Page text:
Monday, 19 September 2011

Village People

So much happens in and around the Congress floor it’s impossible to capture it all in a short blog such as this.  One Brazilian delegate stopped me in the corridor and handed me a biography of a Scots-born woman called Maria or Mary Dundas.  Her first husband was a Scottish sailor / spy called Thomas Graham and her second seemed to be the first king of Brazil following its independence from Portugal around  1810 (or maybe she was his mistress, this was all pretty difficult to follow).  I have to admit I’d never heard of her before but it sounds like a remarkable story, so any of our members who reads Portuguese please get in touch and the book is yours – so long as you tell me what happened!

A conversation with a Dutch delegate about child abuse in the Catholic church led to our exchanging short stories we had each written on the subject.  Fortunately Manon Uphoff’s story was beautifully translated into English so I could enjoy the tight, dark prose and strange, blank story, disturbing undertones notwithstanding.  It is times like this my linguistic limitations – i.e. an ‘O’ grade German from thirty years ago – make me feel more than a little ashamed.  Most here write and speak so fluently in English, and while I appreciate the incentive is greater when your native tongue in not the lingua franca of the world, I can’t help feeling the mind-expanding benefits of learning another language are lost to so much of our population that we are in many ways poorer for it.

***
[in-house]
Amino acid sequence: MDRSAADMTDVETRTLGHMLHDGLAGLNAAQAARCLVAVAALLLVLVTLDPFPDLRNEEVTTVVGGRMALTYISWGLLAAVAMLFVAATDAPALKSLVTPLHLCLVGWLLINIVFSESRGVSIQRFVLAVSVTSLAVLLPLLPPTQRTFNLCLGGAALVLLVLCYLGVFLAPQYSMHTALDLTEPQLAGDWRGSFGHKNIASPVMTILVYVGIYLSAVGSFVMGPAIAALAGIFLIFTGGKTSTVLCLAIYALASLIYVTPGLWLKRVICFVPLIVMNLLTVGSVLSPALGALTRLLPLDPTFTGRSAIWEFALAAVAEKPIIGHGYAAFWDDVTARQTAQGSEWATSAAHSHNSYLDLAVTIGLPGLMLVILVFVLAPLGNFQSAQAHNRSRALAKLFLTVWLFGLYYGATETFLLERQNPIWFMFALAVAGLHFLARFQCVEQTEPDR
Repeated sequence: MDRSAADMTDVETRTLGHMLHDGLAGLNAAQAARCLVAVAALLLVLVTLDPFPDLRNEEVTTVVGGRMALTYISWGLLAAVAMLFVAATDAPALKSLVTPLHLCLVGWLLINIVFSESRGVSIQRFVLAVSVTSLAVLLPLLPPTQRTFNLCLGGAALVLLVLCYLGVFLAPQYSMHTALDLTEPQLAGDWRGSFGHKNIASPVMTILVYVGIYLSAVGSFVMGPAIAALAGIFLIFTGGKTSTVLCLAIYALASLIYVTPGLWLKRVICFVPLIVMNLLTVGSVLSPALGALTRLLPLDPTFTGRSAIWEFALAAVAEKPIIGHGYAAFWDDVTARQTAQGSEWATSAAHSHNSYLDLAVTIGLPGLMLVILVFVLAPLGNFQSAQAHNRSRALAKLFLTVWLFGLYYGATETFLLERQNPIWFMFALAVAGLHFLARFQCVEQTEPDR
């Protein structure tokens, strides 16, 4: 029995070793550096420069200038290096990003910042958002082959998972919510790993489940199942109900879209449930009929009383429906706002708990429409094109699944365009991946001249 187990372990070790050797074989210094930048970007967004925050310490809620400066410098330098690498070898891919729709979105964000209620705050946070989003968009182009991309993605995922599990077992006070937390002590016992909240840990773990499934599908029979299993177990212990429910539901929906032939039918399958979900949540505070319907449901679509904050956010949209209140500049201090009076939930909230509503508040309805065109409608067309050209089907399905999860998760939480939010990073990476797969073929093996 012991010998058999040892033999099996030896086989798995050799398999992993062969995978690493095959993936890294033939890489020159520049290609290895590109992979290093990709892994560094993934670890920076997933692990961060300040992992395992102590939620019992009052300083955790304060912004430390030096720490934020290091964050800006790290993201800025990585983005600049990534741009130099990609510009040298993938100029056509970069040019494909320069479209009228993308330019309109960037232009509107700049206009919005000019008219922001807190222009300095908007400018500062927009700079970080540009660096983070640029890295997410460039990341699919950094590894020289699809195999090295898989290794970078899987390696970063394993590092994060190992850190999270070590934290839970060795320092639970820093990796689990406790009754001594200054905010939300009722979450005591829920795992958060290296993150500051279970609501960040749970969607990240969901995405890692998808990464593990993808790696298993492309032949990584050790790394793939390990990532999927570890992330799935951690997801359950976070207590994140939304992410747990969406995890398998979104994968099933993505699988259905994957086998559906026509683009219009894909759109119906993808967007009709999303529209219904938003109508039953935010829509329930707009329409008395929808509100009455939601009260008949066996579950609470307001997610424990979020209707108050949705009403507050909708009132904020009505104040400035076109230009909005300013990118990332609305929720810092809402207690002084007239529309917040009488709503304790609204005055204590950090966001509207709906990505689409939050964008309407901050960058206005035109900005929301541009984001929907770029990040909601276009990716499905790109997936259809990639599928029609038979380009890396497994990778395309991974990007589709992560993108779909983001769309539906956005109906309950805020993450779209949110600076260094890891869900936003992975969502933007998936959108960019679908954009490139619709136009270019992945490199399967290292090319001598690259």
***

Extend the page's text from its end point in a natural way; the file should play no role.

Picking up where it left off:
These encounters illustrate one of the many things PEN International Congress is: the Global Village at its annual storytellers’ fete.  Writers from all four corners coming together to debate, discuss, exchange and argue, to play, talk, think and just enjoy each other’s stories.  We all come away opened up to broader horizons and new ways of looking at the world, usually leaving the host city a little enriched for the experience.

This year Scottish PEN indicated our interest in hosting this incredible gathering of the global village in Edinburgh, a world city of literature, and spiritual home to so many characters of worldwide renown: Clarinda, Ivanhoe, Sherlock Holmes, Dr Jekyll, Rent Boy, Rebus, Mme. Ramotswe, Harry Potter and many, many more.  Everyone we spoke to expressed enthusiasm for the idea, and we were overwhelmed with kind words for Edinburgh, Scotland, Scottish history and Scottish literature. 

So, in 2014 or 2015, we want to bring the global village to our home, invite them to sit around our fire to drink and sing and argue and tell wonderful stories of life past, present and future. It will be a huge undertaking, but we can do it.  We should do it.  More than that – we owe it to ourselves.

Drew Campbell

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